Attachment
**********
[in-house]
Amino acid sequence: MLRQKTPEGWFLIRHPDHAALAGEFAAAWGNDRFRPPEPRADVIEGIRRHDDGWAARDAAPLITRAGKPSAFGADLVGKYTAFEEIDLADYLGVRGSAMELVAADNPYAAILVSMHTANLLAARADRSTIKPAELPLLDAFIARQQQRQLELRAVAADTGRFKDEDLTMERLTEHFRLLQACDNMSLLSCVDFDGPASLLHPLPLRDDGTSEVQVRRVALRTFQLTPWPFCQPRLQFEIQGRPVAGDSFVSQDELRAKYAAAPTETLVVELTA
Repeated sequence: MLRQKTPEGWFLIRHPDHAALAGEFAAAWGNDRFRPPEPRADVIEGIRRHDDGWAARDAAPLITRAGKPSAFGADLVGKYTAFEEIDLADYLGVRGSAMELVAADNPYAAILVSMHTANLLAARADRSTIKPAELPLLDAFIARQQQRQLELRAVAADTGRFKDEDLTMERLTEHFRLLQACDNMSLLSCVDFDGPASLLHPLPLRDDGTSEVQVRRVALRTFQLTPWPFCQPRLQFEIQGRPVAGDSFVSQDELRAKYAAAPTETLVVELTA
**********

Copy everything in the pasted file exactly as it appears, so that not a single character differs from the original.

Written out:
[in-house]
Amino acid sequence: MLRQKTPEGWFLIRHPDHAALAGEFAAAWGNDRFRPPEPRADVIEGIRRHDDGWAARDAAPLITRAGKPSAFGADLVGKYTAFEEIDLADYLGVRGSAMELVAADNPYAAILVSMHTANLLAARADRSTIKPAELPLLDAFIARQQQRQLELRAVAADTGRFKDEDLTMERLTEHFRLLQACDNMSLLSCVDFDGPASLLHPLPLRDDGTSEVQVRRVALRTFQLTPWPFCQPRLQFEIQGRPVAGDSFVSQDELRAKYAAAPTETLVVELTA
Repeated sequence: MLRQKTPEGWFLIRHPDHAALAGEFAAAWGNDRFRPPEPRADVIEGIRRHDDGWAARDAAPLITRAGKPSAFGADLVGKYTAFEEIDLADYLGVRGSAMELVAADNPYAAILVSMHTANLLAARADRSTIKPAELPLLDAFIARQQQRQLELRAVAADTGRFKDEDLTMERLTEHFRLLQACDNMSLLSCVDFDGPASLLHPLPLRDDGTSEVQVRRVALRTFQLTPWPFCQPRLQFEIQGRPVAGDSFVSQDELRAKYAAAPTETLVVELTA